Martin Lawrence Says Will Smith's Oscar Slap Isn't Ending 'Bad Boys' Franchise: 'We Got One More At Least'
Photo Credit: Sony

Martin Lawrence Says Will Smith's Oscar Slap Isn't Ending 'Bad Boys' Franchise: 'We Got One More At Least'

Martin Lawrence isn’t worried about Will Smith’s Oscar slap stopping the Bad Boys franchise.

In a recent conversation with Ebony, Lawrence said that Smith’s incident with Chris Rock at the Oscars, in which he slapped the comedian over a joke about his wife Jada Pinkett-Smith, won’t prevent a fourth Bad Boys film from happening. “We got one more at least,” he said.

Lawrence talked about popular the film franchise has been, saying how "big" it was when the franchise debuted in 1995.

“For us to come together and prove that we can deliver, and we can pull people into the box office–that two Black stars, two sitcom stars, could make money at the box office [was huge],” he continued. “I didn’t go to college, so I felt TV was my college years. I felt with movies, I had graduated; it was just different.”

This lines up with what Bad Boys franchise director Michael Bay has said about working with Smith for future films.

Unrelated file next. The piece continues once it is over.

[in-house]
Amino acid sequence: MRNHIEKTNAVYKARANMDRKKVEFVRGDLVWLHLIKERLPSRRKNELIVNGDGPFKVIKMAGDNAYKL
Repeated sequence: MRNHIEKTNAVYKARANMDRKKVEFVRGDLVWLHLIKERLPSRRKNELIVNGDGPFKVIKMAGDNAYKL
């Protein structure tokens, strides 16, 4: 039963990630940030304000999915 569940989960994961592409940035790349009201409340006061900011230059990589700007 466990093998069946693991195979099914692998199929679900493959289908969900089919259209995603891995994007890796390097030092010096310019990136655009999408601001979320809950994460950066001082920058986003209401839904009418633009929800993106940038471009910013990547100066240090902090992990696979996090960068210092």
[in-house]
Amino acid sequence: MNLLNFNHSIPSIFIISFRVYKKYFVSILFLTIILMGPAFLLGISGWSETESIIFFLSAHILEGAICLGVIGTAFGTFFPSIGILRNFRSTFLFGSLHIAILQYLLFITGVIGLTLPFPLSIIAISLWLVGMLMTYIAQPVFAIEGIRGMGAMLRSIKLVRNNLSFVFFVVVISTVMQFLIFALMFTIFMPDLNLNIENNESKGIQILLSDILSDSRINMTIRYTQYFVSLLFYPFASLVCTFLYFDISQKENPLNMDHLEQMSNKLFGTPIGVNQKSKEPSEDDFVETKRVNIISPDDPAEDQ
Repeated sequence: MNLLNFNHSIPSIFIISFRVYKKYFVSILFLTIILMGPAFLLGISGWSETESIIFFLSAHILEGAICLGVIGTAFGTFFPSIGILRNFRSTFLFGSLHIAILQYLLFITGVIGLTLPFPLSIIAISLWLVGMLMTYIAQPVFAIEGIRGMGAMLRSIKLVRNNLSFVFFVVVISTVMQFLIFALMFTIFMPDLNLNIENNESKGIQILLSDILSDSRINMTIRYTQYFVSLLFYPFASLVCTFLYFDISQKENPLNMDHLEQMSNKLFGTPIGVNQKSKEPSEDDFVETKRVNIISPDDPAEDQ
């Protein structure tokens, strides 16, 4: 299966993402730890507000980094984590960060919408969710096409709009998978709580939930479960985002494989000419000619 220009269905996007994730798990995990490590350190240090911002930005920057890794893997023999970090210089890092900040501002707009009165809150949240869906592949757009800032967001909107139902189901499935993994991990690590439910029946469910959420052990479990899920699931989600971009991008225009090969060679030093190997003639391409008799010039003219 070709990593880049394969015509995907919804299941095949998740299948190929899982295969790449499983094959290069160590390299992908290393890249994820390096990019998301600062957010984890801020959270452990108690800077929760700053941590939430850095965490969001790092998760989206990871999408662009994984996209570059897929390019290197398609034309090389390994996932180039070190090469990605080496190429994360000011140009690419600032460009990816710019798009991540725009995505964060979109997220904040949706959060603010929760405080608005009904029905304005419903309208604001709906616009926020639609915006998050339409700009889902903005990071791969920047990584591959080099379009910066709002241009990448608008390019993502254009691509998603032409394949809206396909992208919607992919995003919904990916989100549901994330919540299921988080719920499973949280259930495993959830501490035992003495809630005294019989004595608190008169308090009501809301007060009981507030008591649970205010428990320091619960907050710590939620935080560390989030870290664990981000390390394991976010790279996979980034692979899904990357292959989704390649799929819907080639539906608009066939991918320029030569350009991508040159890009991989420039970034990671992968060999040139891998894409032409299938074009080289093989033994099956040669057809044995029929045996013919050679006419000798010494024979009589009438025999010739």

“Absolutely, 100 percent,” he said to Entertainment Weekly during the promo run of Ambulance about possibly working with Smith again. “He’s a very even-keeled guy. Very even-keeled.”

He added, “I don’t really care [about the controversy].”

"Hollywood gets very self-absorbed," he said. "There are babies getting blown up in the Ukraine right now. We should be talking about that. I really don't care."

He also elaborated on his disgust with Hollywood’s overblown reaction to Smith’s actions, saying, “…First of all, it’s wrong to do, no matter what. Let’s just get that out there. But when people said, ‘Oh, he could have killed him.’ No, a slap is different. A punch? Yeah, you can kill someone. Will gave him a slap.”

Sony has also confirmed that the fourth installment of the Bad Boys franchise hasn't been stalled, contrary to prior reports. Sony Chairman Tom Rothman told the outlet that the report was "inaccurate."

“That movie’s been in development and still is. There weren’t any brakes to pump because the care wasn’t moving,” he said.

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